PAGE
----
Richard Heighton, 1998.
Is Ensatina eschscholtzii a ring species?
Herpetologica, 54(2) 1998


Abstract

Stebbins (1949) regarded the western North American plethodontid salamander Ensatina eschscholtzii as a polytypic species with seven subspecies distributed in a ring around the Great Valley of California. The terminal subspecies overlap in southern California. This complex has been considered a classical example of a circular overlap or "ring species." In a series of studies on the molecular evolution of this complex, David B. Wake and his associates concluded that the hypothesis that Ensatina eschscholtzii is a single ring species either could not be rejected or is supported by their molecular data. I reexamined their data and conclude that the data do not support the ring species hypothesis. Instead, the data suggest an alternative hypothesis: the E. eschscholtzii complex is a superspecies, with at least 11 groups that are most likely parapatric and allopatric species and semispecies. Four of these are cryptic forms. Evidence favoring this hypothesis is as follows. (1) Allozyme data indicate extraordinarily large genetic distances between most groups (Nei D values as high as 0.77), indicating that some groups probably have been differentiating independently of each other since the late Miocene or Pliocene epochs. Thus they would be regarded as different species by those systematists favoring the evolutionary or phylogenetic species concepts. (2) There is considerable concordance between geographic patterns of variation in coloration, allozymes, and cytochrome b sequences. This often is observed between species but rarely between freely interbreeding subspecies. (3) Patterns of geographic allozyme variation indicate a small amount of genetic differentiation within most groups (Nei D < 0.16), typical of that found within other vertebrate species whose populations are interbreeding throughout their ranges. (4) Patterns of geographic differentiation among groups reveal narrow zones where parapatric taxa come into contact. There sometimes is abrupt, coincident change in both coloration and allozyme frequencies in these zones, with a variable amount of hybridization, typical of species' or semispecies' contacts in other animals. Thus they would be regarded as different species by most systematists favoring the biological species concept, except for those that restrict the concept to species that never hybridize with any other taxon. (5) Cytochrome b sequences indicate a low amount of sequence divergence within most groups (usually <4%), typical of within-species comparisons, while sequence differences between groups are larger (5-17%), typical of between-species comparisons in other non-avian vertebrates. The pattern of geographic variation in cytochrome b is mostly concordant with that in allozymes although, in one case, introgression of allozymes appears to be more extensive through the hybrid zone than the maternally inherited cytochrome b haplotype. (6) Considerable reproductive isolation has evolved between the only two pairs that are sympatric (xanthoptica and northern platensis; eschscholtzii and klauberi), and there is yet no molecular evidence of hybridization between central oregonensis and northern platensis at the only other (parapatric) contact between the blotched interior forms and the unblotched coastal forms. (7) The hypothesis that most of the differentiation throughout both the coastal and inland chains of populations is due to gradual differentiation correlated with geography is not supported by the molecular data. I suggest a different hypothesis: that allopatric speciation occurred during long periods of isolation among the highly differentiated groups of this complex.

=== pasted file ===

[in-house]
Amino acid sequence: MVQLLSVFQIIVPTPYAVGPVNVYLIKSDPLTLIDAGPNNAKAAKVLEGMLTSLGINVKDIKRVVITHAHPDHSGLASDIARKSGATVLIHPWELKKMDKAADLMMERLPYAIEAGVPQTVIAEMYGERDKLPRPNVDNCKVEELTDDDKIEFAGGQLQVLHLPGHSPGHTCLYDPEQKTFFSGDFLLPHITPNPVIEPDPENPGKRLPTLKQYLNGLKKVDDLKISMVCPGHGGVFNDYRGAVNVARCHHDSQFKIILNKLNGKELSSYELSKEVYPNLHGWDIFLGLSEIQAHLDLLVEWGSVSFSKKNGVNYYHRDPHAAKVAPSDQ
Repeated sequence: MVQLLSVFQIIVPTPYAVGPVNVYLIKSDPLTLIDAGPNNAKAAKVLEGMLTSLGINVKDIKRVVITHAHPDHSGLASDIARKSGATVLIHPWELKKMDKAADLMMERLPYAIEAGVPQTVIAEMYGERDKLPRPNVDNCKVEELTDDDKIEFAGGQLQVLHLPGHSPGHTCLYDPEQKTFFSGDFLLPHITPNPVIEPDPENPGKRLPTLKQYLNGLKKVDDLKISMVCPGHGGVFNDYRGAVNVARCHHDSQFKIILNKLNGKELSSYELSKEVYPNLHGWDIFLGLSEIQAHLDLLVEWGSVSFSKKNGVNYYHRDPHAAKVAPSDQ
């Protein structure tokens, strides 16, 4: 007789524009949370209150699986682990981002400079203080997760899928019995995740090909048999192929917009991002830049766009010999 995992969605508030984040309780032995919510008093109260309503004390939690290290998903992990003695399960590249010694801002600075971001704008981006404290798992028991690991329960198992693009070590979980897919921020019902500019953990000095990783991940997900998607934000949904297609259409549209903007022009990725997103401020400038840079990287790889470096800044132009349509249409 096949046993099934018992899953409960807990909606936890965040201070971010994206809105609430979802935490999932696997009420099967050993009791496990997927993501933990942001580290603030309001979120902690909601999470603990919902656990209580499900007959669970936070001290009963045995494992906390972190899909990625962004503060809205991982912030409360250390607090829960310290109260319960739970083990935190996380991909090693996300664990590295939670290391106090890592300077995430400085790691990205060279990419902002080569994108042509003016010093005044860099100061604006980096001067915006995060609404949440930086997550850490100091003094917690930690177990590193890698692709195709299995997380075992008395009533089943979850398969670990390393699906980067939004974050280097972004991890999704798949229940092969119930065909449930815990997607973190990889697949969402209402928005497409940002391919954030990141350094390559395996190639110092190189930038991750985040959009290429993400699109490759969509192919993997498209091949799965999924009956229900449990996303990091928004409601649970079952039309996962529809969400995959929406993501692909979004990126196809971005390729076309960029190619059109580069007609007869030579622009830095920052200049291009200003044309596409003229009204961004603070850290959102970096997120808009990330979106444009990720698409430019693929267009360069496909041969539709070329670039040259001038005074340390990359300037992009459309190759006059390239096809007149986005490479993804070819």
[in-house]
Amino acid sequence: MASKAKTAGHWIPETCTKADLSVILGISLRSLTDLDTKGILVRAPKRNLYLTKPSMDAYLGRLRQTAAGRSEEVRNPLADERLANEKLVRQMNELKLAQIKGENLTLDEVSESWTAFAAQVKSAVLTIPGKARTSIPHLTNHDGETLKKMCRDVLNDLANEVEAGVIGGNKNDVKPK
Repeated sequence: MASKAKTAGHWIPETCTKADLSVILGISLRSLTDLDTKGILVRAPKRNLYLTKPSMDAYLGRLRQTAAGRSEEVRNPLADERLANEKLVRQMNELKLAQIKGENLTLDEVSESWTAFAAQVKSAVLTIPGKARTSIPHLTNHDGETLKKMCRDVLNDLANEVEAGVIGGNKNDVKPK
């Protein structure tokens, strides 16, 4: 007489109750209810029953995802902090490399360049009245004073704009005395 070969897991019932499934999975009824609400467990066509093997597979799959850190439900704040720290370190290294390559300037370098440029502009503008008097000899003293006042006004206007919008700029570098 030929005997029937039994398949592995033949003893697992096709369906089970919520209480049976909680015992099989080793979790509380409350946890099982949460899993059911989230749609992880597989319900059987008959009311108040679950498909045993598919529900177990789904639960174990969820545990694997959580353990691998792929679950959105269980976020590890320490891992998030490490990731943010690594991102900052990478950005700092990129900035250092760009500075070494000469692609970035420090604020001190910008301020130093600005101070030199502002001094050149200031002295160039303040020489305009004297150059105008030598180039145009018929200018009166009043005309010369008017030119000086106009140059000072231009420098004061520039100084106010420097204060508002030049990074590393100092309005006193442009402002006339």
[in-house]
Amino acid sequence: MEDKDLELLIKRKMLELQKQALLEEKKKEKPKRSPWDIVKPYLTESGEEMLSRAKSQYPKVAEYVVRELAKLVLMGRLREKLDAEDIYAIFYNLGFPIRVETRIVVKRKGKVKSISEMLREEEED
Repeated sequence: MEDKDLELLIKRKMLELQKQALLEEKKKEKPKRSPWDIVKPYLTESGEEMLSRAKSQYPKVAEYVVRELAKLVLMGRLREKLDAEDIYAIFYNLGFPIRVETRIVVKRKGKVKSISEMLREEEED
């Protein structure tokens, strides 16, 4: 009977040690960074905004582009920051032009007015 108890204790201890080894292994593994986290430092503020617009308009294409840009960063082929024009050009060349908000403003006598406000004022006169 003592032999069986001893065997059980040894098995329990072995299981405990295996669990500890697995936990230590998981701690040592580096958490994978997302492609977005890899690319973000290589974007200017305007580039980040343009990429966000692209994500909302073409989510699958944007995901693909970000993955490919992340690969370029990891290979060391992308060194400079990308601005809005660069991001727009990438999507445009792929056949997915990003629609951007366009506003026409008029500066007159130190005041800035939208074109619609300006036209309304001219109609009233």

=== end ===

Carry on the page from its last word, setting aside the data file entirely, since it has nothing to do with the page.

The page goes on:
(See The Species Problem , Taxonomy of Ensatina, and Review by Wake, et al)


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